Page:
The impact of harm-reduction-based methadone treatment on mortality among heroin users

M. W. Langendam, G. H. van Brussel, R. A. Coutinho, E. J. van Ameijden

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Abstract

The purpose of this study was to investigate the impact of harm-reduction-based methadone programs on mortality among heroin users. A prospective cohort investigation was conducted among 827 participants in the Amsterdam Cohort Study. Poisson regression was used to identify methadone maintenance treatment characteristics (dosage, frequency of program attendance, and type of program) that are significantly and independently associated with mortality due to natural causes and overdose. From 1985 to 1996, 89 participants died of natural causes, and 31 died as a result of an overdose. After adjustment for HIV and underweight status, there was an increase in natural-cause mortality among subjects who left methadone treatment (relative risk [RR] = 2.38, 95% confidence interval [CI] = 1.28, 4.55). Leaving treatment was also related to higher overdose mortality, but only among injection drug users (RR = 4.55, 95% CI = 1.89, 10.00). Harm-reduction-based methadone treatment, in which the use of illicit drugs is tolerated, is strongly related to decreased mortality from natural causes and from overdoses. Provision of methadone in itself, together with social-medical care, appears more important than the actual methadone dosage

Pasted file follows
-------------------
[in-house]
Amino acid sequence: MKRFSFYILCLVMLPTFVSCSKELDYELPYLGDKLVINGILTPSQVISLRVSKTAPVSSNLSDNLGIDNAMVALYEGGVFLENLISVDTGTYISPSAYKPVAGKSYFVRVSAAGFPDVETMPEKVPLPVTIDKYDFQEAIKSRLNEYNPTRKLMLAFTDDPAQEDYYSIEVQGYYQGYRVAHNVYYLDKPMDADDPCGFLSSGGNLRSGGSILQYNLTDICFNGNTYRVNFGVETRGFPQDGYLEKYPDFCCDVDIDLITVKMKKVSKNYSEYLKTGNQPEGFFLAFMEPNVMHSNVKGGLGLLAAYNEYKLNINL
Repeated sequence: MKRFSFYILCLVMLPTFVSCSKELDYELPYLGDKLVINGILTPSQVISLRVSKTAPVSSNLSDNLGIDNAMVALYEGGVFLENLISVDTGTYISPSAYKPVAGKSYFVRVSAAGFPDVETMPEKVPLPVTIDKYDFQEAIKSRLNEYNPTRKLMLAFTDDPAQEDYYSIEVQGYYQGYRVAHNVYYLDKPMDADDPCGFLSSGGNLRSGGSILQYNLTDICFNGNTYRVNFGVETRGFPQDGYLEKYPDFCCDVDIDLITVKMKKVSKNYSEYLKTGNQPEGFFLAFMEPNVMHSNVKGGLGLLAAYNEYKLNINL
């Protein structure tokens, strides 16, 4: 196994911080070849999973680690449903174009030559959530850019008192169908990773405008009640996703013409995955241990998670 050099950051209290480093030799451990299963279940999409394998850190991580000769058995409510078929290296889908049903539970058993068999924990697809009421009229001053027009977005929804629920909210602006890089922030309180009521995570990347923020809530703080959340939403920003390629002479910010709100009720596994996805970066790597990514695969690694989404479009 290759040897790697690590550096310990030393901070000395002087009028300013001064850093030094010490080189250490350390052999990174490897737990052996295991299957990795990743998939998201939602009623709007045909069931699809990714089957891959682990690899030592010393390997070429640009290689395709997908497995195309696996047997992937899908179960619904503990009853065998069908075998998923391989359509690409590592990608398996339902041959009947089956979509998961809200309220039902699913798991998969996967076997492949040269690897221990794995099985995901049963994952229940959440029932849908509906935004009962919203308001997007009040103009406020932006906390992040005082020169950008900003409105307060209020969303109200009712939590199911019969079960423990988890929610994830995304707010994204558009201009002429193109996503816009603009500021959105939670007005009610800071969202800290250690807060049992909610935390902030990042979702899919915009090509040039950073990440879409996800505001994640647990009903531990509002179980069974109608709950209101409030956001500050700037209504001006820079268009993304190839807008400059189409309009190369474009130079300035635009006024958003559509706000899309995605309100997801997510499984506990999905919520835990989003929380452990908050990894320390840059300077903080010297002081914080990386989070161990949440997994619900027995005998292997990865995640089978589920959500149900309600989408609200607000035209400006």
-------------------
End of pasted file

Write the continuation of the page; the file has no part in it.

Original languageEnglish
Pages (from-to)774-780
JournalAmerican Journal of Public Health
Volume91
Issue number5
DOIs
Publication statusPublished - 2001

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